Notwithstanding the variability of definitions used in different studies, the following conclusions can be derived from published outcomes studies in HFPEF (Figure 1). First, the majority of deaths in HFPEF across all studies are cardiovascular deaths. Secondly, the proportion of cardiovascular deaths varies with the type of study, ranging from 51–60% in epidemiological studies to ~70% in RCTs. The only exception was the study by Adabag et al. of HF hospitalizations in St Paul, MN, where 5-year post-discharge mortality in HFPEF was classified based on death certificates as non-cardiovascular deaths in 61% of cases. Lack of autopsy data and selection bias due to large amounts of missing EF data may have influenced these results. Nonetheless, the higher proportion of non-cardiovascular deaths in this observational study is consistent with the trend for more non-cardiovascular deaths in epidemiological studies, compared with RCTs, in HFPEF.



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Figure 1.



Distribution of mortal events in studies of heart failure with preserved ejection fraction. Bars and numbers indicate the approximate percentage of total deaths.




Mode of Death in Heart Failure With Preserved Ejection Fraction


Specific MODs in HFPEF have been examined in the CHARM-Preserved and I-PRESERVE clinical trials (Figure 2). Despite some differences in the populations studied, remarkable consistency was observed in MODs reported: among the ~70% majority of cardiovascular deaths, sudden death was the most common cardiac MOD (26–28% of all deaths), followed by heart failure deaths (14–21% of all deaths).



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Figure 2.



Distribution of modes of death of patients with heart failure with preserved ejection fraction from the I-PRESERVE trial (top) and CHARM-Preserved trial (bottom). Pie charts on the left display the proportion of CV, non-cardiovascular (non-CV), and unknown deaths with the respective percentages of total death. Further breakdown of CV deaths into sudden cardiac death, heart failure deaths, stroke, myocardial infarction, and other CV deaths are shown in a separate pie chart on the right with the respective percentages of CV death.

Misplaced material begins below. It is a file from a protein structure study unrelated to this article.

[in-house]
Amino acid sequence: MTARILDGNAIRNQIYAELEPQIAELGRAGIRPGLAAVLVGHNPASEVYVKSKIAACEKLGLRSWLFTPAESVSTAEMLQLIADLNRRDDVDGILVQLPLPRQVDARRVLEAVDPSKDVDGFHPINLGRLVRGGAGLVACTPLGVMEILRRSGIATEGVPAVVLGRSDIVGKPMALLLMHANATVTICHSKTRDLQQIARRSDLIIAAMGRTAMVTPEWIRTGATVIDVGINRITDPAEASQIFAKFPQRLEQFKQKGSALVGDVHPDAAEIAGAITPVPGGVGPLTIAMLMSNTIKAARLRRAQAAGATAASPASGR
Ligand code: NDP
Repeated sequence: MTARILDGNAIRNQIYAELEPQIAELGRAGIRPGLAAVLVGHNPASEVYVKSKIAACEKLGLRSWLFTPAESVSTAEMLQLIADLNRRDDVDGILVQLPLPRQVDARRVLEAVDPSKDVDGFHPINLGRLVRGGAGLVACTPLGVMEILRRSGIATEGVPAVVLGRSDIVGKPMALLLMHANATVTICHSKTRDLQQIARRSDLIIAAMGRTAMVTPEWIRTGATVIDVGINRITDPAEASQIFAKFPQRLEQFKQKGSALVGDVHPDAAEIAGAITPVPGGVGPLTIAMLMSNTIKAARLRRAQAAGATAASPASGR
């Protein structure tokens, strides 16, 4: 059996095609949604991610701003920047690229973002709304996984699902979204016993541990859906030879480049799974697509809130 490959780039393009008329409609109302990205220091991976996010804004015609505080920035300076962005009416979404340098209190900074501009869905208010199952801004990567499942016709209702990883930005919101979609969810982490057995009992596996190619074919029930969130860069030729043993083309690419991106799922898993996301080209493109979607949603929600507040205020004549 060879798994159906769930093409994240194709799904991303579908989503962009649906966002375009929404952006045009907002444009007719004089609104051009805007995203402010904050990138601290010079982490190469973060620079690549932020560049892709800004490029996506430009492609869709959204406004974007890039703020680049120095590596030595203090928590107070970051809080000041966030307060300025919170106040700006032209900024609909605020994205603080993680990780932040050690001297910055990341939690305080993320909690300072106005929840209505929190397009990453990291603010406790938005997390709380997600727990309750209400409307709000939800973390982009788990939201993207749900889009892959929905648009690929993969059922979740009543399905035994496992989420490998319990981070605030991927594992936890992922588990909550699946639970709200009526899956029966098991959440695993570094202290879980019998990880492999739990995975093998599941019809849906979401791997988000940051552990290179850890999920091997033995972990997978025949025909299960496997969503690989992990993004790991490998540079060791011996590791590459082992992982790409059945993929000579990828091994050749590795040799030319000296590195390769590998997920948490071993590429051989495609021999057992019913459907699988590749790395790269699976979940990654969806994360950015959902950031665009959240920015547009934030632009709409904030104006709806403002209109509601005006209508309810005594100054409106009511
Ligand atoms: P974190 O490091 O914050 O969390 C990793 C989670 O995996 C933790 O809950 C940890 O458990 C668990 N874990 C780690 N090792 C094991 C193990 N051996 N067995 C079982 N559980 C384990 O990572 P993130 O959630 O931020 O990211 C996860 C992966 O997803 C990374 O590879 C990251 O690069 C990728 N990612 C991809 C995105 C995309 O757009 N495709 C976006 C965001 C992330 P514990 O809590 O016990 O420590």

Cause of Death in Heart Failure With Preserved Ejection Fraction


In epidemiological studies, CODs are described albeit inconsistently. In the large Olmsted County cohort, COD was ascertained from death certificates (>75% of which were completed by a coroner or Mayo staff) and reported under the categories of non-cardiovascular deaths, coronary heart deaths and other cardiovascular deaths. Results showed that the predominant single COD in this study was non-cardiovascular death. However, cardiovascular CODs as a group were more common than non-cardiovascular CODs, and the most prominent cardiovascular COD was coronary heart disease (29% of all deaths).

Cause of Death vs. Mode of Death in Heart Failure With Preserved Ejection Fraction


Both COD and MOD were specifically reported and directly compared in the recent TIME-CHF study, where outcomes were classified according to the ACME criteria after an 18-month follow-up.

Analysis of COD vs. MOD in TIME-CHF showed differences in the proportions of cardiovascular-related events when classified by COD (~40%) vs. MOD (~66%) (Figure 3). Careful inspection of the data revealed that this difference was primarily attributed to a larger proportion of 'unknown' assignments for COD, with less 'unknown' and more frequent assignment of 'cardiovascular' for MOD, and otherwise comparable classification of non-cardiovascular events by COD or MOD. These results highlight the challenges in classification of death and the limitations of comparisons across studies using different methods, and provide a possible source of discordance between observational studies (mainly reporting COD) and clinical outcome trials (mainly reporting MOD).